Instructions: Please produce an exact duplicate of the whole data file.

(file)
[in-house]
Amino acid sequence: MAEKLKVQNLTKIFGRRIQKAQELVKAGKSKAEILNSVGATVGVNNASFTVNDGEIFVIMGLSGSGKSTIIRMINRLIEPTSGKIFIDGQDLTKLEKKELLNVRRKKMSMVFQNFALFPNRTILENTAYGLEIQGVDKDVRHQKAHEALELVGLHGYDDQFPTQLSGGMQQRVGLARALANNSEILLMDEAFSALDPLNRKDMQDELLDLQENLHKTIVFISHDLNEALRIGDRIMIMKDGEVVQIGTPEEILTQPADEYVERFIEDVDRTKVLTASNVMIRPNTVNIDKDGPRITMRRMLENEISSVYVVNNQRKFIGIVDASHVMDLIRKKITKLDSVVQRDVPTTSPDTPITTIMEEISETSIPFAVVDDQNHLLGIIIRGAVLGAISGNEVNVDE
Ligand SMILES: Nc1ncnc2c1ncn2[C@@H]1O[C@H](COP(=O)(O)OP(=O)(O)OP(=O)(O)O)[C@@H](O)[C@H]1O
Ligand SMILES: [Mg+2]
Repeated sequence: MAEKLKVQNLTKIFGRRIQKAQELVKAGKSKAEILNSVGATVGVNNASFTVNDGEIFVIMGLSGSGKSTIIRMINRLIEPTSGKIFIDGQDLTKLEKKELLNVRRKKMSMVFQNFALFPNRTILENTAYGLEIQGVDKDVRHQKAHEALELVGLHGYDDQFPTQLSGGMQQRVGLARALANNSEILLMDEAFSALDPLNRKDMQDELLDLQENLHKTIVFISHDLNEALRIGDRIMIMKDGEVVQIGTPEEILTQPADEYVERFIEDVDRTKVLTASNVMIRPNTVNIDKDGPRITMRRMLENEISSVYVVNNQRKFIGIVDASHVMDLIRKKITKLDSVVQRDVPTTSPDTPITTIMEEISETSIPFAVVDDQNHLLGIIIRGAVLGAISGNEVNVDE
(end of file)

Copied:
[in-house]
Amino acid sequence: MAEKLKVQNLTKIFGRRIQKAQELVKAGKSKAEILNSVGATVGVNNASFTVNDGEIFVIMGLSGSGKSTIIRMINRLIEPTSGKIFIDGQDLTKLEKKELLNVRRKKMSMVFQNFALFPNRTILENTAYGLEIQGVDKDVRHQKAHEALELVGLHGYDDQFPTQLSGGMQQRVGLARALANNSEILLMDEAFSALDPLNRKDMQDELLDLQENLHKTIVFISHDLNEALRIGDRIMIMKDGEVVQIGTPEEILTQPADEYVERFIEDVDRTKVLTASNVMIRPNTVNIDKDGPRITMRRMLENEISSVYVVNNQRKFIGIVDASHVMDLIRKKITKLDSVVQRDVPTTSPDTPITTIMEEISETSIPFAVVDDQNHLLGIIIRGAVLGAISGNEVNVDE
Ligand SMILES: Nc1ncnc2c1ncn2[C@@H]1O[C@H](COP(=O)(O)OP(=O)(O)OP(=O)(O)O)[C@@H](O)[C@H]1O
Ligand SMILES: [Mg+2]
Repeated sequence: MAEKLKVQNLTKIFGRRIQKAQELVKAGKSKAEILNSVGATVGVNNASFTVNDGEIFVIMGLSGSGKSTIIRMINRLIEPTSGKIFIDGQDLTKLEKKELLNVRRKKMSMVFQNFALFPNRTILENTAYGLEIQGVDKDVRHQKAHEALELVGLHGYDDQFPTQLSGGMQQRVGLARALANNSEILLMDEAFSALDPLNRKDMQDELLDLQENLHKTIVFISHDLNEALRIGDRIMIMKDGEVVQIGTPEEILTQPADEYVERFIEDVDRTKVLTASNVMIRPNTVNIDKDGPRITMRRMLENEISSVYVVNNQRKFIGIVDASHVMDLIRKKITKLDSVVQRDVPTTSPDTPITTIMEEISETSIPFAVVDDQNHLLGIIIRGAVLGAISGNEVNVDE